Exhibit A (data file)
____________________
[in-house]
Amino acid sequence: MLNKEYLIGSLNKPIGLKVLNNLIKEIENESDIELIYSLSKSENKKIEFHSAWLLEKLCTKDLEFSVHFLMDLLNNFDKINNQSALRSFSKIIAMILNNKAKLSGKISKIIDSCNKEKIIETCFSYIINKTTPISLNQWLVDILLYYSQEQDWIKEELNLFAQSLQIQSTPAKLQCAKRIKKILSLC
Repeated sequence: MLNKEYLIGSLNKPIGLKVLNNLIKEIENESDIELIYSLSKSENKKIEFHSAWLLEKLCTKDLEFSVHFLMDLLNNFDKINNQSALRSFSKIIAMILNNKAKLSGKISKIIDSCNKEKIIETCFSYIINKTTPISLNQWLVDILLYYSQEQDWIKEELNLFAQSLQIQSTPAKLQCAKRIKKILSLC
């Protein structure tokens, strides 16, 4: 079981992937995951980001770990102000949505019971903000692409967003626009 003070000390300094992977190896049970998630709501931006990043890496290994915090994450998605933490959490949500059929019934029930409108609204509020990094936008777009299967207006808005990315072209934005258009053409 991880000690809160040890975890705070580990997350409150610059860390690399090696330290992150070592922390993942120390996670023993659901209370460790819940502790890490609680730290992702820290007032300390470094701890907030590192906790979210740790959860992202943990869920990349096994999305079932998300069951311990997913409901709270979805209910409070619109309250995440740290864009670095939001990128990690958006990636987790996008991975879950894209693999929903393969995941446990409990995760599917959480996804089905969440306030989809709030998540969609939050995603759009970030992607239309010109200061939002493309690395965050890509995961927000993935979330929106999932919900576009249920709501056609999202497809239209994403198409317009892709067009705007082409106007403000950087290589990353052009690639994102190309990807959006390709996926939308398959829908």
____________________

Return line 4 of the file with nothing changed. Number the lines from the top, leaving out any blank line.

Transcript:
């Protein structure tokens, strides 16, 4: 079981992937995951980001770990102000949505019971903000692409967003626009 003070000390300094992977190896049970998630709501931006990043890496290994915090994450998605933490959490949500059929019934029930409108609204509020990094936008777009299967207006808005990315072209934005258009053409 991880000690809160040890975890705070580990997350409150610059860390690399090696330290992150070592922390993942120390996670023993659901209370460790819940502790890490609680730290992702820290007032300390470094701890907030590192906790979210740790959860992202943990869920990349096994999305079932998300069951311990997913409901709270979805209910409070619109309250995440740290864009670095939001990128990690958006990636987790996008991975879950894209693999929903393969995941446990409990995760599917959480996804089905969440306030989809709030998540969609939050995603759009970030992607239309010109200061939002493309690395965050890509995961927000993935979330929106999932919900576009249920709501056609999202497809239209994403198409317009892709067009705007082409106007403000950087290589990353052009690639994102190309990807959006390709996926939308398959829908």